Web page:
What we're about

The Eugene Astronomical Society is a group of amateur astronomers dedicated to observing the sky and learning about the Universe, and sharing that understanding and appreciation of astronomy with students and the general public. The club meets each month, typically the third Thursday, and offers a strong telescope lending program.

For more information, and to subscribe to our email lists, click the links below:

Eugene Astronomical Society - Web Page (http://www.eugeneastro.org/)

General Email List Sign-Up (http://eugeneastro.org/mailman/listinfo/general_eugeneastro.org)

Io (Newsletter) Email List Sign-up (http://eugeneastro.org/mailman/listinfo/io_eugeneastro.org)

Upcoming events (5+)

SUN-day in the Park

Alton Baker park

This Sunday at noon, weather permitting, join us for SUN-day in the park. Several of our club members have special telescopes and filters that allow safe viewing of our nearest star -- the Sun -- and we'll be sharing the view with the public. Our previous events were great successes, so we plan to do this every Sunday for as long as the weather holds. Come see solar prominences, filaments, sunspots, spicules, faculae, and various other difficult to pronounce but beautiful features visible in our scopes. Some days the Sun is quiet and there's not much to see, but other days it can be quite dramatic. Drop by on SUN-days and see what's happening up there. We'll gather near the scale model Sun to the south of the duck pond in Alton Baker Park, starting at noon. Solar viewing must be done with the proper equipment! Don't try viewing the Sun unless you have the right equipment for it and know how to use it safely. Come to our SUN-days and view it safely with us.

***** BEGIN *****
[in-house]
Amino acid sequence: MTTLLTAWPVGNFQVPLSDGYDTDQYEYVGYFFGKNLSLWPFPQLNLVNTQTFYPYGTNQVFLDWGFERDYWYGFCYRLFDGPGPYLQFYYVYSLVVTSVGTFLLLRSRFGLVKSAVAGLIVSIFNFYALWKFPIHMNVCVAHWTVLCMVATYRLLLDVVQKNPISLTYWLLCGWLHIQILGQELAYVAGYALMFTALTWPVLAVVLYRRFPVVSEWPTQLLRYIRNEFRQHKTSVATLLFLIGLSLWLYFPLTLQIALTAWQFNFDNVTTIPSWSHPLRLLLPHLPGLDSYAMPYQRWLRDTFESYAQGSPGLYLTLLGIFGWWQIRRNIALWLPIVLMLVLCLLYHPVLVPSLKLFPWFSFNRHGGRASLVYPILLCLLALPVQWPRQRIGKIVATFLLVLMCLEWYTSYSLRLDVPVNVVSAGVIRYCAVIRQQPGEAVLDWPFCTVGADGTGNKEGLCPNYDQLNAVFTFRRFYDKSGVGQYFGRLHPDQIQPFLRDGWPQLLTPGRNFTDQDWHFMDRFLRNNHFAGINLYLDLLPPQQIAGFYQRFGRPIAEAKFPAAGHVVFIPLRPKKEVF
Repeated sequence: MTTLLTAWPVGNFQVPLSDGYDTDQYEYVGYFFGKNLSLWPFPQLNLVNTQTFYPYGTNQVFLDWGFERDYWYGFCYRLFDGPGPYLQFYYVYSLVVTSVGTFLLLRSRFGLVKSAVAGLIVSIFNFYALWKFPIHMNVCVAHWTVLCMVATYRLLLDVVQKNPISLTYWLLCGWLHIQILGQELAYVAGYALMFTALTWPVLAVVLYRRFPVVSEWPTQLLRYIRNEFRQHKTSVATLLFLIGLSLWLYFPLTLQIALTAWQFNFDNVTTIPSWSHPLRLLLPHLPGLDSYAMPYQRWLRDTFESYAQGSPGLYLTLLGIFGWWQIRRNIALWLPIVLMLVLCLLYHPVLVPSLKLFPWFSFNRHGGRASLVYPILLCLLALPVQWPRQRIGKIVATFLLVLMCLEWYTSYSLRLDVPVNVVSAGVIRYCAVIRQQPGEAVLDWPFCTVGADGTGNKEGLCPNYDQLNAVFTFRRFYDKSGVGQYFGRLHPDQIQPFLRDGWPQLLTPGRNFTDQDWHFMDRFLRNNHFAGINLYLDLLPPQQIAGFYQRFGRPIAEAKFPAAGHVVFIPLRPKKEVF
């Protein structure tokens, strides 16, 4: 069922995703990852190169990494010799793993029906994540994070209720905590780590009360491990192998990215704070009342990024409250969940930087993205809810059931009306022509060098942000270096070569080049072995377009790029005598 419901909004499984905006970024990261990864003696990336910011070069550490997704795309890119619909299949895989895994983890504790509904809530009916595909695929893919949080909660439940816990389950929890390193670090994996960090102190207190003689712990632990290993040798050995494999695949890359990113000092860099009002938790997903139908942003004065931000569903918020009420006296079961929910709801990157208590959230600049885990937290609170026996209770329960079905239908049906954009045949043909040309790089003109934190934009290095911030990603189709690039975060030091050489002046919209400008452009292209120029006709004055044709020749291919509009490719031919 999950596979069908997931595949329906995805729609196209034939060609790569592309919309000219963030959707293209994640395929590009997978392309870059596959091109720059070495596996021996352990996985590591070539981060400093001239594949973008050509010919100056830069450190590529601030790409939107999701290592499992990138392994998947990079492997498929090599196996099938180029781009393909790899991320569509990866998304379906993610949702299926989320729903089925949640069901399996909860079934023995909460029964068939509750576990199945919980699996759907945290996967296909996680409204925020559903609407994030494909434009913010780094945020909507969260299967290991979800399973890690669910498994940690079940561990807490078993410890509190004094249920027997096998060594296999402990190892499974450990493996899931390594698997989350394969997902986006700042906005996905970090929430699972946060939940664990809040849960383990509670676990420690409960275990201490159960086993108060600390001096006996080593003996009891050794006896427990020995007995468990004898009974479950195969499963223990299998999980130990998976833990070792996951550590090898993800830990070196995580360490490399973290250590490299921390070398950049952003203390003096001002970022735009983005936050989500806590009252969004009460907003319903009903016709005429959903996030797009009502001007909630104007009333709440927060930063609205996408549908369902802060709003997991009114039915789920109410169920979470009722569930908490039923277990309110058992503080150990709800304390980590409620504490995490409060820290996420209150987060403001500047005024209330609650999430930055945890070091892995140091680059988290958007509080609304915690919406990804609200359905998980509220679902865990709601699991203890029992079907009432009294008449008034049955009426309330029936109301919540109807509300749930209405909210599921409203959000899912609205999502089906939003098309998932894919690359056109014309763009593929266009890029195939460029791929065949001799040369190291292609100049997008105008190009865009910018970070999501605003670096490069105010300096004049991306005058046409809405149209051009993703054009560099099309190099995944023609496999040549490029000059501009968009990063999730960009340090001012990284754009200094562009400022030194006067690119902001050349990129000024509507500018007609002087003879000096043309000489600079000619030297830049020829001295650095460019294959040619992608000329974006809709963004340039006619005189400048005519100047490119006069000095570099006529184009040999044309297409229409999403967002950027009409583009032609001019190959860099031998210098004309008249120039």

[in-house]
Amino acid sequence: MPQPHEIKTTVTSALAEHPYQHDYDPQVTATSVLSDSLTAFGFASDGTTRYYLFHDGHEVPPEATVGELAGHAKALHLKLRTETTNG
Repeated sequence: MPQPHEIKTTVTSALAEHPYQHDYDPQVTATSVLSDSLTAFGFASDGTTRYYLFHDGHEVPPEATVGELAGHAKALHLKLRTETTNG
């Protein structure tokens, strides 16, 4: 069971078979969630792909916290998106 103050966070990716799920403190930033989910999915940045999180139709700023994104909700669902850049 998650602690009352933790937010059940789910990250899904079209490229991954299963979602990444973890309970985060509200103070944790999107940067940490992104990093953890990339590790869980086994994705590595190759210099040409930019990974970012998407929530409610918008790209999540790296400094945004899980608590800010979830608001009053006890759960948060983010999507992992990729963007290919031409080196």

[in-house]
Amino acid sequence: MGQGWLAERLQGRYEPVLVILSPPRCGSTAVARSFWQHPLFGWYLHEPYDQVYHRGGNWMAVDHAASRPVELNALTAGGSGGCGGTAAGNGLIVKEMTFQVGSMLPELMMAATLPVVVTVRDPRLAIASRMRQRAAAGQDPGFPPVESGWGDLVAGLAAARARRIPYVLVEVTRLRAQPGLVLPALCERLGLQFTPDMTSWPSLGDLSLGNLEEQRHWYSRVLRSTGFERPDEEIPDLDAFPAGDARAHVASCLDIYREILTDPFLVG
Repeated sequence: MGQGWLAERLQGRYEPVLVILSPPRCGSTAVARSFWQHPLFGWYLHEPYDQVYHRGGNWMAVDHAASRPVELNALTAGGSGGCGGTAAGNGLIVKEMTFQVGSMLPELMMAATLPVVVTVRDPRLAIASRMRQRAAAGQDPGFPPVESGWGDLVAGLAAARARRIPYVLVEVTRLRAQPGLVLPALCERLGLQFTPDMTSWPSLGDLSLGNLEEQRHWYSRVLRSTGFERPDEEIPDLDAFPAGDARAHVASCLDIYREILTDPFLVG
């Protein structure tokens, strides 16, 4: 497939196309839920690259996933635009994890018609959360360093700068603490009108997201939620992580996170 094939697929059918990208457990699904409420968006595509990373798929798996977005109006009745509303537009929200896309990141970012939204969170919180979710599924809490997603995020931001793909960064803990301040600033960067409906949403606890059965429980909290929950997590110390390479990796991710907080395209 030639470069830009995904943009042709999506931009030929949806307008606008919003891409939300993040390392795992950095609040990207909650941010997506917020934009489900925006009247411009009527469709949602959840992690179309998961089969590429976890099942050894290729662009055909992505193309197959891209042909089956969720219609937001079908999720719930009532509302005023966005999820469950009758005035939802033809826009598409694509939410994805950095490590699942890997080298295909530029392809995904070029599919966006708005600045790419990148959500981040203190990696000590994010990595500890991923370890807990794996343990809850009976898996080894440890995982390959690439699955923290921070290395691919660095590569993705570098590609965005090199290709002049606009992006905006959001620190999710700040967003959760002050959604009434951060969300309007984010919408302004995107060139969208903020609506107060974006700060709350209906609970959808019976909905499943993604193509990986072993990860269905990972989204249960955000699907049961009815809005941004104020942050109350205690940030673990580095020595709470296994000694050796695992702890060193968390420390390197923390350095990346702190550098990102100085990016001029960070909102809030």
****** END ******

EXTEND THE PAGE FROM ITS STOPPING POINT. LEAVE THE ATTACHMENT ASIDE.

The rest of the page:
SUN-day in the Park

Alton Baker park

This Sunday at noon, weather permitting, join us for SUN-day in the park. Several of our club members have special telescopes and filters that allow safe viewing of our nearest star -- the Sun -- and we'll be sharing the view with the public. Our previous events were great successes, so we plan to do this every Sunday for as long as the weather holds. Come see solar prominences, filaments, sunspots, spicules, faculae, and various other difficult to pronounce but beautiful features visible in our scopes. Some days the Sun is quiet and there's not much to see, but other days it can be quite dramatic. Drop by on SUN-days and see what's happening up there. We'll gather near the scale model Sun to the south of the duck pond in Alton Baker Park, starting at noon. Solar viewing must be done with the proper equipment! Don't try viewing the Sun unless you have the right equipment for it and know how to use it safely. Come to our SUN-days and view it safely with us.

First Quarter Friday - Star Party

College Hill Reservoir